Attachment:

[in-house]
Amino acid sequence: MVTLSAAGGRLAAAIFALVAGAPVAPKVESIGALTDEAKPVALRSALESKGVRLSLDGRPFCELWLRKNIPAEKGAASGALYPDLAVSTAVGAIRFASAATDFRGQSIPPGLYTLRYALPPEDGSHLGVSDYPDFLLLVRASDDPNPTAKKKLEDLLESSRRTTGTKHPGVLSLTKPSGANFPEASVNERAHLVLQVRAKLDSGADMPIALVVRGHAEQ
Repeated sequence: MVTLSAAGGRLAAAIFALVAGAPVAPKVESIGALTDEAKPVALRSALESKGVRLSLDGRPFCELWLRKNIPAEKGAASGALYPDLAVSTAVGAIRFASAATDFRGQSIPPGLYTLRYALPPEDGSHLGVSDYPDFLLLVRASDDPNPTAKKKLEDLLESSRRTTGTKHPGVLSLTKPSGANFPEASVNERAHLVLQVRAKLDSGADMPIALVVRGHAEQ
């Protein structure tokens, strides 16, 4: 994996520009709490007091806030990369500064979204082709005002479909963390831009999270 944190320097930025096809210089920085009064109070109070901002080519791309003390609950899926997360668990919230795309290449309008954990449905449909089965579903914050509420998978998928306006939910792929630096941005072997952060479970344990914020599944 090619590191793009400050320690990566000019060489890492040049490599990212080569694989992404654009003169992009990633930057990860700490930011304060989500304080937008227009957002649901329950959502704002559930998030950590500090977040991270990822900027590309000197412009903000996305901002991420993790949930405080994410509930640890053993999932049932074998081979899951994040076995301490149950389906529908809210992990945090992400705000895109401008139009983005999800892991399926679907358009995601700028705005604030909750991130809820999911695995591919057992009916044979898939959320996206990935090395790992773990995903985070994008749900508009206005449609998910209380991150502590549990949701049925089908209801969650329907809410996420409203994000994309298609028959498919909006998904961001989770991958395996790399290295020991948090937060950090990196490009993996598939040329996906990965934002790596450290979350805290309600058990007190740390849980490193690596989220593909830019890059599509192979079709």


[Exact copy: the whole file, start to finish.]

[in-house]
Amino acid sequence: MVTLSAAGGRLAAAIFALVAGAPVAPKVESIGALTDEAKPVALRSALESKGVRLSLDGRPFCELWLRKNIPAEKGAASGALYPDLAVSTAVGAIRFASAATDFRGQSIPPGLYTLRYALPPEDGSHLGVSDYPDFLLLVRASDDPNPTAKKKLEDLLESSRRTTGTKHPGVLSLTKPSGANFPEASVNERAHLVLQVRAKLDSGADMPIALVVRGHAEQ
Repeated sequence: MVTLSAAGGRLAAAIFALVAGAPVAPKVESIGALTDEAKPVALRSALESKGVRLSLDGRPFCELWLRKNIPAEKGAASGALYPDLAVSTAVGAIRFASAATDFRGQSIPPGLYTLRYALPPEDGSHLGVSDYPDFLLLVRASDDPNPTAKKKLEDLLESSRRTTGTKHPGVLSLTKPSGANFPEASVNERAHLVLQVRAKLDSGADMPIALVVRGHAEQ
């Protein structure tokens, strides 16, 4: 994996520009709490007091806030990369500064979204082709005002479909963390831009999270 944190320097930025096809210089920085009064109070109070901002080519791309003390609950899926997360668990919230795309290449309008954990449905449909089965579903914050509420998978998928306006939910792929630096941005072997952060479970344990914020599944 090619590191793009400050320690990566000019060489890492040049490599990212080569694989992404654009003169992009990633930057990860700490930011304060989500304080937008227009957002649901329950959502704002559930998030950590500090977040991270990822900027590309000197412009903000996305901002991420993790949930405080994410509930640890053993999932049932074998081979899951994040076995301490149950389906529908809210992990945090992400705000895109401008139009983005999800892991399926679907358009995601700028705005604030909750991130809820999911695995591919057992009916044979898939959320996206990935090395790992773990995903985070994008749900508009206005449609998910209380991150502590549990949701049925089908209801969650329907809410996420409203994000994309298609028959498919909006998904961001989770991958395996790399290295020991948090937060950090990196490009993996598939040329996906990965934002790596450290979350805290309600058990007190740390849980490193690596989220593909830019890059599509192979079709």